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What Makes Cuban Cigars So Special?

J. Bennett Alexander Alexander's picture

J. Bennett Alexander

Many of you who are devotees of Cuban cigars are wondering why this is even a question. After all, aren’t Cuban cigars the best on the planet? Those of you who smoke cigars from all over the world may wonder the same thing, but for a different reason. What’s the big deal? Aren’t Cuban cigars plagued with construction and consistency problems? The answer to what makes Cuban cigars so special is not terribly complicated. Perhaps a better question is: Are Cuban cigars so special? We’ll get to that.


Forbidden Fruit

The simplest reason that makes Cuban cigars special is that they’re prohibited in the United States, where most of us spend most of our daily lives. Ever since the 1962 US embargo on Cuban goods, both the sale and purchase of Cuban cigars are illegal in the United States. Today, you cannot even legally bring Cuban cigars into the US from Cuba or any other country. So, what makes Cuban cigars so special? You’re being told you can’t have them. That just makes us want them more. Well, maybe. Until we smoke a bunch of them.

Are Cuban Cigars Special?

Cuban cigars ARE special in one clear historical sense. Cuba really was the place that the premium cigar we all know and love was created and perfected. The first cigar factory in Cuba was set up in 1542. For more than four centuries, Cuban cigars were it. No other country really made a puro, a cigar made entirely of tobacco from one country. Cigar makers in the US imported Cuban tobacco to their factories in places like Tampa, Florida. In reality, Cuban tobacco and cigars were all you wanted and about all you could get in the premium category until the Castro revolution created a flight of cigar talent to other countries where they found good soil and began to make cigars that, ultimately, rivaled the Cuban product. Still, even for the modern cigar industry, Cuba is the mother of great cigars.

Terroir, It’s a French Word

Terroir (tehr-wahr) is a French word that means region, but agriculturally refers to the attributes of the soil, climate, and geology of a place. It’s generally used to refer to grapes grown for wine, but it has become common when discussing tobacco.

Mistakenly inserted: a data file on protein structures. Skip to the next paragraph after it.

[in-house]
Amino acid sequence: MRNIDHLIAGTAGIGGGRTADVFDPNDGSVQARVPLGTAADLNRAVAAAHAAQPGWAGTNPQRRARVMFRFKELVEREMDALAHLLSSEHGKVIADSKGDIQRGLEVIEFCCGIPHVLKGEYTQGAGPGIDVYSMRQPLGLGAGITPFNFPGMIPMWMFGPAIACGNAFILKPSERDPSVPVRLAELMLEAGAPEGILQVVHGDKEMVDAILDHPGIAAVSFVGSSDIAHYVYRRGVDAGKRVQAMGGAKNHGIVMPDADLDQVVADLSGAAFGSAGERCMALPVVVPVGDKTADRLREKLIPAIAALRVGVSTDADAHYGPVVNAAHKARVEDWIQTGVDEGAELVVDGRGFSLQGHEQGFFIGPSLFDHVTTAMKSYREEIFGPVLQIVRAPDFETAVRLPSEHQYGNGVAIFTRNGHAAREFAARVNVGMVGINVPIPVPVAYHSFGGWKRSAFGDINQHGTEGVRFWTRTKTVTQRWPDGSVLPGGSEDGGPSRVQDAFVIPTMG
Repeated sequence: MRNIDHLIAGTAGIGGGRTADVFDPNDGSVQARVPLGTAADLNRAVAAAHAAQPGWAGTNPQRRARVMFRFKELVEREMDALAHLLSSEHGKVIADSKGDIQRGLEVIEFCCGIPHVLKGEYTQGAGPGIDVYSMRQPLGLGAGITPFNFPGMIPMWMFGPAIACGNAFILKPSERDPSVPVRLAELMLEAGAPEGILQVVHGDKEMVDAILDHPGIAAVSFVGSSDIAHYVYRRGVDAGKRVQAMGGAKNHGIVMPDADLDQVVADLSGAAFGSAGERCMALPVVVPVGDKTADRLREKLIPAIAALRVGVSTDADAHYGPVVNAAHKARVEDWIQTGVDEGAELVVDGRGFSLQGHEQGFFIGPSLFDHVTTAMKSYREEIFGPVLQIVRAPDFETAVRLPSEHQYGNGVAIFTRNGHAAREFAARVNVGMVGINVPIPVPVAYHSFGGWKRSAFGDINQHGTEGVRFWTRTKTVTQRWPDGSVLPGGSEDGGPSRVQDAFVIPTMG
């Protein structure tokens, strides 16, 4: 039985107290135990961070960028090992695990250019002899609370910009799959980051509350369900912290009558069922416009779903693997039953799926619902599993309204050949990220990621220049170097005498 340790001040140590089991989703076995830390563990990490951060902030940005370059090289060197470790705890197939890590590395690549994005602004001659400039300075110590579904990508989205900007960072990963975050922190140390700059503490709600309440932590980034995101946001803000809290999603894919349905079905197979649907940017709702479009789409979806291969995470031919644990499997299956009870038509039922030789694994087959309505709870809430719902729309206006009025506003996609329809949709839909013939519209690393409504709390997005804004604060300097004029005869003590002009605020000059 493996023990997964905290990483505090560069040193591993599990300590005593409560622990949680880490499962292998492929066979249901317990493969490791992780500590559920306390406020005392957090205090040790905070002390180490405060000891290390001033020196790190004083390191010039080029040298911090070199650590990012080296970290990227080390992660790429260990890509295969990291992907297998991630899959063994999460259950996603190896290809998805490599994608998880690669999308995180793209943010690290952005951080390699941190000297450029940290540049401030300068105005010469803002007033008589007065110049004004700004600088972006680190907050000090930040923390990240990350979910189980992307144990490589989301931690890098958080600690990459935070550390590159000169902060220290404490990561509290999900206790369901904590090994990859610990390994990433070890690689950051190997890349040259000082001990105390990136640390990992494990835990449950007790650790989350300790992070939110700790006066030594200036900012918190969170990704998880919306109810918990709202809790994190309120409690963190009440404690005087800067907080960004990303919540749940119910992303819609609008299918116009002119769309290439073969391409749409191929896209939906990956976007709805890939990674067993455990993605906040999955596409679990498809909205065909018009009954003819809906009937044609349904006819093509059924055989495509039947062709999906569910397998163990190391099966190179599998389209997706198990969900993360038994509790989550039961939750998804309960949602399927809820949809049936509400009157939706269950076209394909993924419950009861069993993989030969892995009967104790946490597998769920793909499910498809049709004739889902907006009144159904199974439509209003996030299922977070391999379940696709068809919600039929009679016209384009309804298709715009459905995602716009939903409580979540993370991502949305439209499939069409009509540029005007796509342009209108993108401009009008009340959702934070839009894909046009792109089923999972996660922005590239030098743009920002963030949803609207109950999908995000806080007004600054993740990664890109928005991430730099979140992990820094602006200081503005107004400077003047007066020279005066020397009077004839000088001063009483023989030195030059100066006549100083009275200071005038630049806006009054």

One thing is certain, Cuban cigars would never have been considered special if they didn’t taste good. A big factor in the flavor of a cigar is the terroir where the tobacco is grown. Cuban soil, especially in the westernmost part of the island, Vuelta Abajo, was traditionally rich in nutrients, particularly magnesium, calcium and iron. These elements worked harmoniously to create a relatively sweet tobacco. The ash produced by most Cuban cigars is a light-to-medium gray, which indicates that magnesium is not overwhelmingly present. A lack of magnesium can lead to high levels of acid in a cigar, but that’s rarely the case with Cubans because the calcium works with the magnesium to add sweetness. Iron is a principal contributor to aroma.

The soil in Vuelta Abajo has been severely challenged over time. Overproduction and disease have affected the quality of the tobacco grown there. Those problems have been evident in many boxes of Cuban cigars.


Clearly, in addition to great tobacco, the ability to make great cigars is vital. The Cubans have the most experience at making premium cigars. Naturally, the combination of great tobacco and great skill in rolling a cigar can lead to a sublime smoking experience. The problem today is that much of the talent has died off or run off to other countries. Every time you light a Cuban cigar and have problems getting smoke through the tube, you’re experiencing a problem with the construction. Many Cuban cigars have suffered from being plugged. Less often, Cuban cigars tend to burn unevenly. This is a result of an imbalance in how the leaves inside the cigar were rolled.

Much of the talent that made Cuban cigars so desirable fled shortly after Fidel Castro took power and nationalized the cigar industry. While that might ultimately have contributed to the challenges faced in maintaining the quality of Cuban cigars, the Cuban diaspora has created thriving cigar industries in Nicaragua, the Dominican Republic, and Honduras, among other nations.

Bottom Line

At the end of the day, what cigars you love to smoke is a matter of personal taste. Most recently, the best Cuban cigar I’ve smoked is the Montecristo Petit No. 2, a short Belicoso modeled after the iconic Montecristo No. 2. Another excellent Cuban cigar I smoked not long ago is the Bolivar Royal Corona, a Robusto. It had been in my humidor for about eight years and certainly benefited from the time. The Partagás Serie D No. 4 is another I’ve had for many years, and, recently, it smoked quite nicely.

Still, I have had unfortunate experiences all too often with Cuban cigars. A box of Hoyo de Monterrey Elegantes was a severe disappointment last year, especially since that cigar is one of many limited editions the Cubans like to release. The Hoyo de Monterrey Epicure No. 2, however, remains a favorite of mine.

My take on Cuban cigars and why they are considered so special is that the difficulty in getting them makes them appealing. Their reputation, however well-deserved, continues to hold sway. There’s no question that lighting up a fine Cuban cigar is a symbol of success. Their price makes them less winning in comparison with cigars produced, say, in Nicaragua. After all, Cubans fled to Nicaragua and planted Cuban tobacco seeds. They found terroir in Nicaragua similar to that of Cuba. If the Cigar Aficionado list of “2021 Cigars of the Year” is any guide, with none of the top three being from Cuba (the Cuban Partagás Serie D No. 4 fittingly took fourth place), perhaps the next question should be: What makes Nicaraguan cigars so special?

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